Examples of Work Study Programs

If you were accepted for a federal work study program as part of your financial aid or are looking to make money between courses, you may be curious about what type of jobs are available to you on campus. Each college is different when it comes to what they offer, but it’s entirely possible to apply for a work study program position that is helpful to your future career. Here are some examples of work study programs and job opportunities that you may want to apply for.

College student smiling as she works on her laptop in a coffee shop.

Library Assistant

There are certain tasks you’ll have to complete as a library assistant. That includes putting away books, helping students find texts, assisting with computer work, or checking out books to students, faculty, and staff. These tasks can look excellent when you’re resume-building, as working in a library is no joke! Between curation and customer service, there is a lot going on.


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Office Assistant

There are plenty of places for you to work as an office assistant on campus, from the school’s gym to the math department. You’ll answer phones and potentially emails, file documents, assist professors, and complete other office tasks.

Tour Guide

Each college and university offers open houses and tours for high school students. You probably attended some yourself! The school may offer some positions to alumni or people in the admissions department. However, positions are open to work study program students as well.


Your college may very well need assistance when it comes to their marketing department. From social media to pamphlets for open houses, there’s a lot of ground to cover. There could be openings for students here but what you’re hired to do depends entirely on your school’s needs.

Art Department Assistant

There’s a lot going on in an art department and a lot of materials that need to be prepped. Students and faculty can’t always handle all of it on their own. Your job may be to mix clay or organize supplies. This job can vary as there’s so many different areas of art.


Many employees in the computer lab and help desk are actually work study students. You may help fellow students with their computer or printer related issues, supervise computer use, or answer phones at a help desk. This can be a great job as you often have the time to work on your own projects between calls.


If there’s a particular subject you excel in, tutoring may be right up your alley when it comes to the work study program. This could be helping your peers, but you may also be asked to help in local K-12 schools.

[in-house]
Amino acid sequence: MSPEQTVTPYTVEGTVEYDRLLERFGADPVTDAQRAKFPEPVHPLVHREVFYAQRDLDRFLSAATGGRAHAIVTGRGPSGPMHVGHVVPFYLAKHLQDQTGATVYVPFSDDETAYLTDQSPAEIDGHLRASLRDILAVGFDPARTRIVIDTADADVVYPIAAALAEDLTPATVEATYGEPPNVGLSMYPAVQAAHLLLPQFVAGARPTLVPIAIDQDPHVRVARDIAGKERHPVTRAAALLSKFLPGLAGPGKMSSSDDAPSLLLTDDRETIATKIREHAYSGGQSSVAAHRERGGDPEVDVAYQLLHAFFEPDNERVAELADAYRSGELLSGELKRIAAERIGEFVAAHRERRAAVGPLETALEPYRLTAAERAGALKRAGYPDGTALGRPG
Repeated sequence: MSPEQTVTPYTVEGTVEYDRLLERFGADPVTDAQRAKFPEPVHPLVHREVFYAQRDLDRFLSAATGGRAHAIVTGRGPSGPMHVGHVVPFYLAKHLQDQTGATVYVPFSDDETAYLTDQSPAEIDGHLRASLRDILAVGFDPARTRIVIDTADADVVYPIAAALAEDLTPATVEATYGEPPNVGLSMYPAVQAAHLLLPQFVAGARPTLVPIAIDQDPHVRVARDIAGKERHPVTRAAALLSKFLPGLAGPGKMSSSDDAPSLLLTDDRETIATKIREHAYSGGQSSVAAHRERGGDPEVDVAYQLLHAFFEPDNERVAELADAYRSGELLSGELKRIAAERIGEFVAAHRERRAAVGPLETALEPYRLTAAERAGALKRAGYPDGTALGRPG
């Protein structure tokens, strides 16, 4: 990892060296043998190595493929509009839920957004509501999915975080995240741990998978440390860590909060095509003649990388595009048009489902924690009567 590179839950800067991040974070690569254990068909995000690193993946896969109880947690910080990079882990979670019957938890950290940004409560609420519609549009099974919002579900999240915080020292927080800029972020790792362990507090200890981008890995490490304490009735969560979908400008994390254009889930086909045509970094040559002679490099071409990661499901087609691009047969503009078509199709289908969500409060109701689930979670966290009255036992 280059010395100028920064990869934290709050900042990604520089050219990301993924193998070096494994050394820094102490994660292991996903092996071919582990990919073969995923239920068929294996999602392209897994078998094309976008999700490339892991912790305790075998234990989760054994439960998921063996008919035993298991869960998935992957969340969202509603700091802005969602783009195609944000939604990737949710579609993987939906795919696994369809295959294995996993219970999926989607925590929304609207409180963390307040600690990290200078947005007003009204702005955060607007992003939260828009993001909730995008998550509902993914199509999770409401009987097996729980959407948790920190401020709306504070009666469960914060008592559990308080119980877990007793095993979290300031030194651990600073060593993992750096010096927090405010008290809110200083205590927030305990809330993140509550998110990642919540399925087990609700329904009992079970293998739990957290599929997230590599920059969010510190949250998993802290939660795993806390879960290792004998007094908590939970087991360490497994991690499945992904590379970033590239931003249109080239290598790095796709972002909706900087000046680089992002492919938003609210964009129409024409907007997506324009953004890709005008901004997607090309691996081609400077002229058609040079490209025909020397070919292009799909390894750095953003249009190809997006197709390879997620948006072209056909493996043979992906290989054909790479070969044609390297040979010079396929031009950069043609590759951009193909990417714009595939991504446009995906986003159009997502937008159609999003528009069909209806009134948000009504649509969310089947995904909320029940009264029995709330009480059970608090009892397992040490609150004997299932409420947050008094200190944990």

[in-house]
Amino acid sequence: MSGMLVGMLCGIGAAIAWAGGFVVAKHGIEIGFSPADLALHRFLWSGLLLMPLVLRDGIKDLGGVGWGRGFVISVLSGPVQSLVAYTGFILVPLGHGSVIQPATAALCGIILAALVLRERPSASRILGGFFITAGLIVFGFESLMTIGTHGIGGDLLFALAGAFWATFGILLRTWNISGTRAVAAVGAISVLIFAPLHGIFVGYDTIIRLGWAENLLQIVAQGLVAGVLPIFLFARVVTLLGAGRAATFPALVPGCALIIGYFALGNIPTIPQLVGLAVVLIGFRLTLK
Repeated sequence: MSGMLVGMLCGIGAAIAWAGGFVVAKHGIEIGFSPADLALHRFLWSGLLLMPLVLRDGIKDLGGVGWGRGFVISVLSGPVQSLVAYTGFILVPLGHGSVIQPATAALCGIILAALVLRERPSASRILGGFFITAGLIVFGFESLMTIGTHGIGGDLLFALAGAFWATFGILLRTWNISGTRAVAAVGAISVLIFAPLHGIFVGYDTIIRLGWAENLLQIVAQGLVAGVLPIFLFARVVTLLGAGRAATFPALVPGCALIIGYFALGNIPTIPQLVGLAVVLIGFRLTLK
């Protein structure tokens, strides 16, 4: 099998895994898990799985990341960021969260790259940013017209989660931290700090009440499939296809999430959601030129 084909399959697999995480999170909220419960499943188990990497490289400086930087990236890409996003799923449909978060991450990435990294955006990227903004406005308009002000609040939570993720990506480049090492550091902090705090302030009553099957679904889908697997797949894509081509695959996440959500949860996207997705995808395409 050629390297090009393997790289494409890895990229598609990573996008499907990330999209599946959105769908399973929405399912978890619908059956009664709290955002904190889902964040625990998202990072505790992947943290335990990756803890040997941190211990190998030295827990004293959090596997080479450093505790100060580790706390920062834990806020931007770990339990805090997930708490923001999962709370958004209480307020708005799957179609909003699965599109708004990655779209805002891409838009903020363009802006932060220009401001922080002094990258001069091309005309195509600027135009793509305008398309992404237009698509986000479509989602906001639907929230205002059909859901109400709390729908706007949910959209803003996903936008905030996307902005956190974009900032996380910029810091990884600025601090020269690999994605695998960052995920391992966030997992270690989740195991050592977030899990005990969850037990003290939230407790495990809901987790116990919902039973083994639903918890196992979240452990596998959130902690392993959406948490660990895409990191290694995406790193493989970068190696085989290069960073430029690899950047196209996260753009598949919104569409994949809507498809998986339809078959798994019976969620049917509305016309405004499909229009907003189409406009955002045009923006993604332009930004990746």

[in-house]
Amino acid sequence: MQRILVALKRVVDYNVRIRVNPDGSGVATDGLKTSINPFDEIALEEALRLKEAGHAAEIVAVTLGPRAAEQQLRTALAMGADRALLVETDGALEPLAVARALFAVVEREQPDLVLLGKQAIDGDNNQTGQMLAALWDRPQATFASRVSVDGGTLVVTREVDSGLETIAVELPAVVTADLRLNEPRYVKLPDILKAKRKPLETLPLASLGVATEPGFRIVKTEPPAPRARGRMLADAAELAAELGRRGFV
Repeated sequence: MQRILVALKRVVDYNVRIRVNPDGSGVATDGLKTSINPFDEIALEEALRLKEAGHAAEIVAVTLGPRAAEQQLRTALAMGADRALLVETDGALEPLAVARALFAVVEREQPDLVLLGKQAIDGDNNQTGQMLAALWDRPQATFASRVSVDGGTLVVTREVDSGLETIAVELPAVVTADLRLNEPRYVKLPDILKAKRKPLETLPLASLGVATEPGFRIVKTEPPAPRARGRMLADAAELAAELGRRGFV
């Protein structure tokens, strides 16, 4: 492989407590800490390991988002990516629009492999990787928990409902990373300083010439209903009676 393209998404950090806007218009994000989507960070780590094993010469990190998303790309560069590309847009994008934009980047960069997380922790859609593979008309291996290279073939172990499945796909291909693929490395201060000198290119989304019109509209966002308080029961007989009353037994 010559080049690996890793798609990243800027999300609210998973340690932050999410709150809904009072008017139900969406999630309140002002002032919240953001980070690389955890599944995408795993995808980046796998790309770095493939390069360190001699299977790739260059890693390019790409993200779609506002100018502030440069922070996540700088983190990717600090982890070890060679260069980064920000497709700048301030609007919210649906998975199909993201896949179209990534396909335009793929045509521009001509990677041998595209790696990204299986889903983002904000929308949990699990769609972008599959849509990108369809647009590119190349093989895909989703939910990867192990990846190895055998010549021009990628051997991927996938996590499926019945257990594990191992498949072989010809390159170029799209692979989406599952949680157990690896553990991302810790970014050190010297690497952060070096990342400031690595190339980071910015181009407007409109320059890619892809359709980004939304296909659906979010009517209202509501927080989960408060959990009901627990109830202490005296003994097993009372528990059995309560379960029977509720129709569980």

Fitness Center Assistant

Fitness care assistants can have a wide range of different tasks required of them. You could be in charge of cleaning, sanitizing, or organizing equipment, or you may be asked to be a receptionist to the center. Other schools ask their fitness center work study students to fill in as managers for the sports teams, judges, referees, or fitness programmers. The job you’re given will most likely be assigned by availability, but your experience in sports may also play a role.

Research Assistant

Many labs in colleges and universities are short staffed. Research assistants in the work study program can provide the much needed support for research, equipment, and labs. You may be asked to clean and maintain equipment, but some students get to take part in exciting work.

Research assistant positions tend to pay more than other work-study positions, but there are also more stringent requirements. A school may only ask for students who are studying a related major or have prior laboratory experience.

Computer Lab Tech

Computer labs often are in need of workers to help other students with computer, printer, and internet issues. You may be assigned to the lab itself or the IT team depending on gaps in their program. This tends to be a favorite as most days it’s quiet and you’re able to work on your own projects or browse the internet while being paid to do so.

Day Care Assistant

As employee and student benefits expand, many colleges are starting to offer day care to parents. Getting this position may be difficult (your school might not even offer it), but work study students can expect to help plan daily activities for the children, implement them, and complete various reception duties. Schools usually require students interested in this position to be focusing on early childhood development or other education-related majors.

Mail Room Assistant

Mail rooms can be busy places, especially at a large university, and they can need all the help they can get. A school will require a mail room assistant to sort and deliver mail, operate equipment, work reception, deliver equipment and supplies around campus, and more.

Local Organization Positions

Sometimes, local nonprofits are looking for employees. Colleges will partner with these organizations for their work study program. The jobs available can vary wildly from animal shelter assistant to working in a food bank to helping at the Boys and Girls Clubs. It’s important to talk to your school to see if there are any partnerships like this.

These are just some of the more common jobs out there when it comes to work study programs. Each school is different however and job opportunities can change from year to year. When applying for a job on campus, try to find one that matches your interests or can give a boost to your resume after you graduate.

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